1. Living with your parents.
Things got complicated somewhere along the line, and a lot of millennials are staying in their family homes a lot longer than they used to. It isn’t ideal, it is often stressful, and it can sometimes feel embarrassing.
But know above all else that if you’re taking steps towards your future, working hard towards financial goals, and building the beginning of your independent life while saving money by living at home with mom and dad, you shouldn’t let yourself feel like shit about it. You’re making moves, and it is actually more responsible to know your financial limits and stay home a bit longer (if you’re welcome there, and contributing in some way to the household) than to push yourself to flee the nest and end up in serious debt later on because of it.
2. Living with roommates.
In fact, if you aren’t living with roommates, you might be in the minority (and quite possibly are making a much less adult decision, financially-speaking). If you need to live with roommates for a little bit, more power to you — paying less than what is necessary for rent helps a lot when you’re starting out your career and building a savings, and you’ll get there sooner than you think.
3. Working a “non-career” job.
Not everyone wants a 9-to-5 in an office, so you can shake off the people that think they’re on some sort of moral high ground for getting a corporate job and saying things like “But you don’t want to work at a fast food joint forever, right?” as if it would be the worst thing in the world.
(Side note: also shake off the people who act like they’ve taken the moral high ground by not getting a corporate job and surviving on side-gigs. Shake off anyone who acts like either lifestyle choice has made them more enlightened. We all do what we want to do, like to do, can do, and have to do to earn money and survive.)
4. Trying to fully understand taxes.
I spent all the weeks leading up to tax day furiously Googling and crying on the phone with my mom trying to figure out what it all meant. It is complicated sometimes, and if your career isn’t dedicated to understanding taxes, you may have a rough go at it your first few times. Don’t pretend to understand things you don’t just to seem like an adult — it is okay to look things up, ask questions, investigate, and seek help. It is okay — you’re trying, and you’ll get there.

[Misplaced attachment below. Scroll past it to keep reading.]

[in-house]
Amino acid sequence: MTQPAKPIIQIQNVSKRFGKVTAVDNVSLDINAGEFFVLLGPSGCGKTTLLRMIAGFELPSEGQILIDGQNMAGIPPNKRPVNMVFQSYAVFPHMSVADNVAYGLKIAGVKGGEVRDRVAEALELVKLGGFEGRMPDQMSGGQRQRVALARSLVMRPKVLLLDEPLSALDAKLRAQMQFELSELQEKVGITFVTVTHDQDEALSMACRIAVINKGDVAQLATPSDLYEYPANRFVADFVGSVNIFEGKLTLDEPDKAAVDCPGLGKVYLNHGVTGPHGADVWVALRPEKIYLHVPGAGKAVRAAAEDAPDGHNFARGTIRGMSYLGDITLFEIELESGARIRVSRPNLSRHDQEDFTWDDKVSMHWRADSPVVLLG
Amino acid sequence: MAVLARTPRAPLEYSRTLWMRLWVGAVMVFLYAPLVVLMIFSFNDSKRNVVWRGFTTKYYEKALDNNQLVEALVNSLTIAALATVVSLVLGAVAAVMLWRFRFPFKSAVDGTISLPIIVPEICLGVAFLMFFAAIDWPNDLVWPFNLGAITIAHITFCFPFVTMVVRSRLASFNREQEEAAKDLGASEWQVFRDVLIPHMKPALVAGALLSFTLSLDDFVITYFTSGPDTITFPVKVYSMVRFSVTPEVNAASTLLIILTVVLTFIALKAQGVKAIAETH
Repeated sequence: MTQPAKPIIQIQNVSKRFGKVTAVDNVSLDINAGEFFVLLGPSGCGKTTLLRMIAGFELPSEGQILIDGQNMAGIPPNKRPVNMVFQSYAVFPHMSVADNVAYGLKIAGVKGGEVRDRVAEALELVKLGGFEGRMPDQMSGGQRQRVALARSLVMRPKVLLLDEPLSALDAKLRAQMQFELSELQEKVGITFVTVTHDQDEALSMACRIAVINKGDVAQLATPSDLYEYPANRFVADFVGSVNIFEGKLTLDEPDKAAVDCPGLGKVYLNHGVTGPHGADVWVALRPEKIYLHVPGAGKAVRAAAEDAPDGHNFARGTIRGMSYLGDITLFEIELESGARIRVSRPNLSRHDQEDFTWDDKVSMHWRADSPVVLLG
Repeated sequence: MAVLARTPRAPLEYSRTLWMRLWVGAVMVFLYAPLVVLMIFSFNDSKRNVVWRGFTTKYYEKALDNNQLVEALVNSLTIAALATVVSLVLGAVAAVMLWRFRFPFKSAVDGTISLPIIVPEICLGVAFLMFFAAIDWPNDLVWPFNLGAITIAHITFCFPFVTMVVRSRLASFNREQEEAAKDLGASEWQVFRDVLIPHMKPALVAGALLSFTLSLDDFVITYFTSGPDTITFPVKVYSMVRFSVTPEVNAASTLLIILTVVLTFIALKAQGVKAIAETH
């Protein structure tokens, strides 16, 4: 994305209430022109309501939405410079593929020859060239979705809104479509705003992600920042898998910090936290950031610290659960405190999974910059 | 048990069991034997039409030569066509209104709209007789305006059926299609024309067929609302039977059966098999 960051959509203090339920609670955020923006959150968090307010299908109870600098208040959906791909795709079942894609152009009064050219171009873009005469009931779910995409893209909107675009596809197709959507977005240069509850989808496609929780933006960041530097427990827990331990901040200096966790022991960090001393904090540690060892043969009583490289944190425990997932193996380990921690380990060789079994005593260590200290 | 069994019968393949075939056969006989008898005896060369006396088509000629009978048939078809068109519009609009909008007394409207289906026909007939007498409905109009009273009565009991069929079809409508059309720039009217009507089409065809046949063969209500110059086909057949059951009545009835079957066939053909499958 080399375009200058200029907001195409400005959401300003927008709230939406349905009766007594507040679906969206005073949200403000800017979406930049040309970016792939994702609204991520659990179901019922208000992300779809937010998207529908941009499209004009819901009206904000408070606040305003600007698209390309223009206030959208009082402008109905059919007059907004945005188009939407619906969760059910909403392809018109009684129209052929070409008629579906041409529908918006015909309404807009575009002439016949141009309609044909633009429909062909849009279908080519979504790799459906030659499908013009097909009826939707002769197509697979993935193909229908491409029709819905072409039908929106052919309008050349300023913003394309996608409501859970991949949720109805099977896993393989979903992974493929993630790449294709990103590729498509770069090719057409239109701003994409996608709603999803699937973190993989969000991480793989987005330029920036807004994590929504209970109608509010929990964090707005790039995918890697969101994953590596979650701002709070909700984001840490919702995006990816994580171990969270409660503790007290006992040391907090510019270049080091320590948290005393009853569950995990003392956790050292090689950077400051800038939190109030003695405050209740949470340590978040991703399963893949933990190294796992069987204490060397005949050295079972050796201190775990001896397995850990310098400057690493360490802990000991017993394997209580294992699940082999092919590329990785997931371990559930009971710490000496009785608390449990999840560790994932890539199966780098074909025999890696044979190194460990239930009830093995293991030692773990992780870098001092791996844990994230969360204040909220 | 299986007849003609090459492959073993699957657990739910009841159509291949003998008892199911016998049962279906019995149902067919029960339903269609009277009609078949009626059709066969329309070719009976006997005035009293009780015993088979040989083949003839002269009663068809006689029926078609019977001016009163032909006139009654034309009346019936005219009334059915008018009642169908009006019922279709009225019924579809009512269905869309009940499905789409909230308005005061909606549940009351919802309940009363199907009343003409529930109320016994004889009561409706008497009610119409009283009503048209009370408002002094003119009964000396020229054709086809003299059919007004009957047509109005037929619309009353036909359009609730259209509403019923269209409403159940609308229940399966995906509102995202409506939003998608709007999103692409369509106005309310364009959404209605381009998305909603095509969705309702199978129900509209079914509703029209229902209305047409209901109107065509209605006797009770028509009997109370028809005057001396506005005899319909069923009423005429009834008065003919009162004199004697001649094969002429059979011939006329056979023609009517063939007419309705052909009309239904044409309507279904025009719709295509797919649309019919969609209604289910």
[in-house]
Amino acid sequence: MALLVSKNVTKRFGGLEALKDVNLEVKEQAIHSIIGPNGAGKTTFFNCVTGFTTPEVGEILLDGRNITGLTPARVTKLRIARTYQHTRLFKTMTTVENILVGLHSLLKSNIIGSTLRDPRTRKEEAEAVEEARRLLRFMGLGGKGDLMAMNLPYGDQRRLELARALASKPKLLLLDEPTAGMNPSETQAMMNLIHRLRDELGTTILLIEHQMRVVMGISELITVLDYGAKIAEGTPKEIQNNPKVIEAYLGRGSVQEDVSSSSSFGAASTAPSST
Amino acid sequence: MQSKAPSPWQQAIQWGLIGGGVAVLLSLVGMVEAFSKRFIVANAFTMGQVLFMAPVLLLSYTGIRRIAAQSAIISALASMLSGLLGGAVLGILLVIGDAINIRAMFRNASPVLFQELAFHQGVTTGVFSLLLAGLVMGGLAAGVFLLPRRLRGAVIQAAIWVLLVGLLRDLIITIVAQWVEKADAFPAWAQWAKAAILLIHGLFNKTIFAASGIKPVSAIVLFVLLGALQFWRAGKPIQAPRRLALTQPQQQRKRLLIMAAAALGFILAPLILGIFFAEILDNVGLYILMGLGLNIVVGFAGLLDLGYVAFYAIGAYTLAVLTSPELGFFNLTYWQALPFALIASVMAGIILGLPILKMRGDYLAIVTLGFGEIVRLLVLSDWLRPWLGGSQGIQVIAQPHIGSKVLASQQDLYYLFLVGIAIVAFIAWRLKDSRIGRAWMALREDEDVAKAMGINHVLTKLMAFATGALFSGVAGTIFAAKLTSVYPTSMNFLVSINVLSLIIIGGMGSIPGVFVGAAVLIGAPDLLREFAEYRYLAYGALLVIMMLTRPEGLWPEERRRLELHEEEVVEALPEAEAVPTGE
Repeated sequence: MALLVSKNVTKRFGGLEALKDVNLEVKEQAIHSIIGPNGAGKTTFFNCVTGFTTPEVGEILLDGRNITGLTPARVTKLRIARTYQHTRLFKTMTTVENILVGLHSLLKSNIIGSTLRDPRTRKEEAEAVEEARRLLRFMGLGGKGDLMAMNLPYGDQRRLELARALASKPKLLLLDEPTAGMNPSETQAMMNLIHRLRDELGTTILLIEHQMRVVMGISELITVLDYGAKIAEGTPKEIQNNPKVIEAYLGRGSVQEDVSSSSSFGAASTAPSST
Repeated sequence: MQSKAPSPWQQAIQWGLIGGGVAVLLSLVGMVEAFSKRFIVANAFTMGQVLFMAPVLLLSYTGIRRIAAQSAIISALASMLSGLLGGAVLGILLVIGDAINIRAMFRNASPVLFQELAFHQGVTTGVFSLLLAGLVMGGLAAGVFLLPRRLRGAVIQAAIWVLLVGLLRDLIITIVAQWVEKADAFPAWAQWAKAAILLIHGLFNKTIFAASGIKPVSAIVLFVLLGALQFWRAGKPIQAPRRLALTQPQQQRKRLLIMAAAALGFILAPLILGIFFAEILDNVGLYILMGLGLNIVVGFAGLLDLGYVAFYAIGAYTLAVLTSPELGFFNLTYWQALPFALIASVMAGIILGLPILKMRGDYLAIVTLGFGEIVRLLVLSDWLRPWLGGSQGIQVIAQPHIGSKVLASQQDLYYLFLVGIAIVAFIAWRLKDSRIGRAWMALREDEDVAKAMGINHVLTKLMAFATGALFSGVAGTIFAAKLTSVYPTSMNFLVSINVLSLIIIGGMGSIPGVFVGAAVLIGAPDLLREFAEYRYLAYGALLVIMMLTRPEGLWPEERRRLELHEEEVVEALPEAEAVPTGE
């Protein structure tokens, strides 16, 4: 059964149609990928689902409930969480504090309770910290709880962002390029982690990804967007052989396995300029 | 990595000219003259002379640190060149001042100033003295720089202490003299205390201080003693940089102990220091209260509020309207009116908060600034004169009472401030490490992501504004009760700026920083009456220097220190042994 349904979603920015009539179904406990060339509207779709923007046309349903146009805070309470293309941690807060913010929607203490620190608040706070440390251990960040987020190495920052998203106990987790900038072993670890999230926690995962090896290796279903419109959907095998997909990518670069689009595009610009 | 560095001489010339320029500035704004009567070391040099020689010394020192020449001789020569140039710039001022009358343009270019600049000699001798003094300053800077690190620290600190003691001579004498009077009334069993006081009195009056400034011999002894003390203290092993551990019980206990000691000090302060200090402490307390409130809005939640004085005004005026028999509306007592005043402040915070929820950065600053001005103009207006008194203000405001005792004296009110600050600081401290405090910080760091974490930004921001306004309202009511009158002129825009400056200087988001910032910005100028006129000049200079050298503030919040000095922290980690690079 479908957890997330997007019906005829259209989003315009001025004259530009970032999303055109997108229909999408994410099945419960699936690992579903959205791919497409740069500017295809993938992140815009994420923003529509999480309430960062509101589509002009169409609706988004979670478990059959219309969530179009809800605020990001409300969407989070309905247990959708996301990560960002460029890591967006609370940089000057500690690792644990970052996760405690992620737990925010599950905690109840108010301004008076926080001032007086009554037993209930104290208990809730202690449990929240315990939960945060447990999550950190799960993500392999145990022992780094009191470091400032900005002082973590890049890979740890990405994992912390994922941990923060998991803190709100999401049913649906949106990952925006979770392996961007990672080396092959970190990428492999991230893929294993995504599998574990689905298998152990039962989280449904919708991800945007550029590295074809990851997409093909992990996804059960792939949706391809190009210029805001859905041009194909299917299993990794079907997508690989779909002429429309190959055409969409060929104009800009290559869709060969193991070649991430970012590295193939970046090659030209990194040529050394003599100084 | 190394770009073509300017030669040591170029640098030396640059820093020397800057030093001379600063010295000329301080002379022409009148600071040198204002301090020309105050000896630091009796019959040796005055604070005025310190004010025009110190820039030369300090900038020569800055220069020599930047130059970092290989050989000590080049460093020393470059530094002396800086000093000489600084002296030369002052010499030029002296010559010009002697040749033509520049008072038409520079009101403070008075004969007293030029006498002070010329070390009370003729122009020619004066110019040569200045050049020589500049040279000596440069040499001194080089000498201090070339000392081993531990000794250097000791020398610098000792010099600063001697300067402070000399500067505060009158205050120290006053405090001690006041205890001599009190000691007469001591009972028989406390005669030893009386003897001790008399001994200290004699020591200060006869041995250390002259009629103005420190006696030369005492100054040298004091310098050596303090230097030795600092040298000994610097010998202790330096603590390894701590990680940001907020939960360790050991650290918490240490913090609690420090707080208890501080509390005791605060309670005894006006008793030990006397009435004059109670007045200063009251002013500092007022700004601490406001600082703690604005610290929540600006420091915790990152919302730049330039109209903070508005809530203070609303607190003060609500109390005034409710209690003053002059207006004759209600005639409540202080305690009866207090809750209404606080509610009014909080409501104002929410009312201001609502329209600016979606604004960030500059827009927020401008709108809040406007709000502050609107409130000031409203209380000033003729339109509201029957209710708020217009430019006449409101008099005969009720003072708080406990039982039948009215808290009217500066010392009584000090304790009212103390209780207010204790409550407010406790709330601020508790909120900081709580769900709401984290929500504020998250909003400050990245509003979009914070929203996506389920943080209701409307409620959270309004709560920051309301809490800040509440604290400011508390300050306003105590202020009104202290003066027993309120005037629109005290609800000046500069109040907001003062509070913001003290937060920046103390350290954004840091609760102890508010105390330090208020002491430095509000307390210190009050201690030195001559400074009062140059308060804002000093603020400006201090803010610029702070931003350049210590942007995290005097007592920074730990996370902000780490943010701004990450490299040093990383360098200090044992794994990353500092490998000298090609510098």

5. Using hand-me-down cooking supplies.
It isn’t quite the Pinterest kitchen that you wish it were, but it works and it was free. (I’m looking at you, mismatched half-sets of drinking glasses currently in my kitchen cabinet.)
Surely, you’d like to reach a point where everything you own makes perfect sense in your life. But when you’re young and starting out, it is genuinely okay to not have the most highly aesthetically-pleasing gear. If it works for you, then it is probably good enough for now. Having a curated collection of “things” is desirable, but is more the cherry on top of a grownup life than it is the pathway to one. Your level of adult-ness is not going to be defined by your cupboard.
6. Sometimes purchasing a cheaply-made clothing item that doesn’t fit into a desired-but-seemingly-unattainable chic, business-casual capsule wardrobe.
It is hard to pass up a good trend if you’re into clothes/fashion, and it is totally okay to buy a straw hat that you’re literally only going to wear this season because last month’s issue of Vogue has you convinced you need one. It is fine. If it doesn’t get the wear you hoped it would, it is fine. If you end up tossing it in a donation pile in six months, it is fine. It doesn’t mean you’ve regressed to your frivolous teenage-hood. You’ll go on, and it really won’t make or break you financially so long as you don’t make a real habit of impulse-buying fast-fashion clothes. In my opinion, you don’t be so hard on yourself with this stuff (contrary to what a lot of personal finance articles on the internet may be trying to make you believe).